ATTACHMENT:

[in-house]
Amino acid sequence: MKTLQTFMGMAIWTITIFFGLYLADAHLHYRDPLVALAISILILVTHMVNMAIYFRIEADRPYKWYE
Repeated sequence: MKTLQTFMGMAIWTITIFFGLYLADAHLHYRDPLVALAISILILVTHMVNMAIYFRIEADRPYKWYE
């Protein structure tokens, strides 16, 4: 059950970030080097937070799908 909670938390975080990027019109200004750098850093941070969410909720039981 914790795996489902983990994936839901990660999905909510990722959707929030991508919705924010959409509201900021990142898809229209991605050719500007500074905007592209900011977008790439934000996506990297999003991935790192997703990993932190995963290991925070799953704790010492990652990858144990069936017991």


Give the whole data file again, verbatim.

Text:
[in-house]
Amino acid sequence: MKTLQTFMGMAIWTITIFFGLYLADAHLHYRDPLVALAISILILVTHMVNMAIYFRIEADRPYKWYE
Repeated sequence: MKTLQTFMGMAIWTITIFFGLYLADAHLHYRDPLVALAISILILVTHMVNMAIYFRIEADRPYKWYE
């Protein structure tokens, strides 16, 4: 059950970030080097937070799908 909670938390975080990027019109200004750098850093941070969410909720039981 914790795996489902983990994936839901990660999905909510990722959707929030991508919705924010959409509201900021990142898809229209991605050719500007500074905007592209900011977008790439934000996506990297999003991935790192997703990993932190995963290991925070799953704790010492990652990858144990069936017991």